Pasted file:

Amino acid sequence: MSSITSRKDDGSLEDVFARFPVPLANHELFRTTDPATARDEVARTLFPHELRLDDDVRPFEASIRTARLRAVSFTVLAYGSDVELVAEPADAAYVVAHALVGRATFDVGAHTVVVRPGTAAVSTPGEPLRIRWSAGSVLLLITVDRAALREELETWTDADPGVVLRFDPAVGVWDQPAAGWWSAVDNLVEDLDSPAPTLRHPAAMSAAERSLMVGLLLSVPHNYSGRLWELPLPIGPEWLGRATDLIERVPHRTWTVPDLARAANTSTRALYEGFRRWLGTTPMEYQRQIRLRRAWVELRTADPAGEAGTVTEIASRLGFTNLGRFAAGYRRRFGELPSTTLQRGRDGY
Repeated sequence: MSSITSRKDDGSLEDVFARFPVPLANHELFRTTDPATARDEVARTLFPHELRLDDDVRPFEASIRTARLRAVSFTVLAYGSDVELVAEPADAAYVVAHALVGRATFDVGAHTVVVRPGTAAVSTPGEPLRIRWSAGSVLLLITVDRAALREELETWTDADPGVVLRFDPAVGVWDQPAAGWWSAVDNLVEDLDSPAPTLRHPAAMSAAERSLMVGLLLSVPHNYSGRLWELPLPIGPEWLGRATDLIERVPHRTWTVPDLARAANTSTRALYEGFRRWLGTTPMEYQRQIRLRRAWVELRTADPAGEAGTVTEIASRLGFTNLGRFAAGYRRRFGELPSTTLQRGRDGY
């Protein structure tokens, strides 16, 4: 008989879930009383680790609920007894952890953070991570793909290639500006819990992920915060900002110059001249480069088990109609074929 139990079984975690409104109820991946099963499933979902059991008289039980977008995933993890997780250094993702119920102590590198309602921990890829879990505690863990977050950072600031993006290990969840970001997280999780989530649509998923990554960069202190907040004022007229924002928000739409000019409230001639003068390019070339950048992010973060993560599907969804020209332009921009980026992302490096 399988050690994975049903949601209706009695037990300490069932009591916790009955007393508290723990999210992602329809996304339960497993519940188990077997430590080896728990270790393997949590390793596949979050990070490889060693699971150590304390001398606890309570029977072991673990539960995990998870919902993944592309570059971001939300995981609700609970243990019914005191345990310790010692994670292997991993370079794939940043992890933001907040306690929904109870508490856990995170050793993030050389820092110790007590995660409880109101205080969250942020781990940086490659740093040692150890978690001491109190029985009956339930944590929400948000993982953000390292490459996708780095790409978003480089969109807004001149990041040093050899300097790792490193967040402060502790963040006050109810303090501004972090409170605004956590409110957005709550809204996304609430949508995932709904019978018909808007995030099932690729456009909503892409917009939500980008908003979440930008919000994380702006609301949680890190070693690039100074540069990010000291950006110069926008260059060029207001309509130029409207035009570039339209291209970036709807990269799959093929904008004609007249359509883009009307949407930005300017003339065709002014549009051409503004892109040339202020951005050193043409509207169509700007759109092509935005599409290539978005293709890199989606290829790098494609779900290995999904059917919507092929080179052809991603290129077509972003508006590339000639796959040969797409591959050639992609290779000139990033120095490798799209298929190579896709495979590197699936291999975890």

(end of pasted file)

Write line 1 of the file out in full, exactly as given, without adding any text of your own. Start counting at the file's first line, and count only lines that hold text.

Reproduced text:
Amino acid sequence: MSSITSRKDDGSLEDVFARFPVPLANHELFRTTDPATARDEVARTLFPHELRLDDDVRPFEASIRTARLRAVSFTVLAYGSDVELVAEPADAAYVVAHALVGRATFDVGAHTVVVRPGTAAVSTPGEPLRIRWSAGSVLLLITVDRAALREELETWTDADPGVVLRFDPAVGVWDQPAAGWWSAVDNLVEDLDSPAPTLRHPAAMSAAERSLMVGLLLSVPHNYSGRLWELPLPIGPEWLGRATDLIERVPHRTWTVPDLARAANTSTRALYEGFRRWLGTTPMEYQRQIRLRRAWVELRTADPAGEAGTVTEIASRLGFTNLGRFAAGYRRRFGELPSTTLQRGRDGY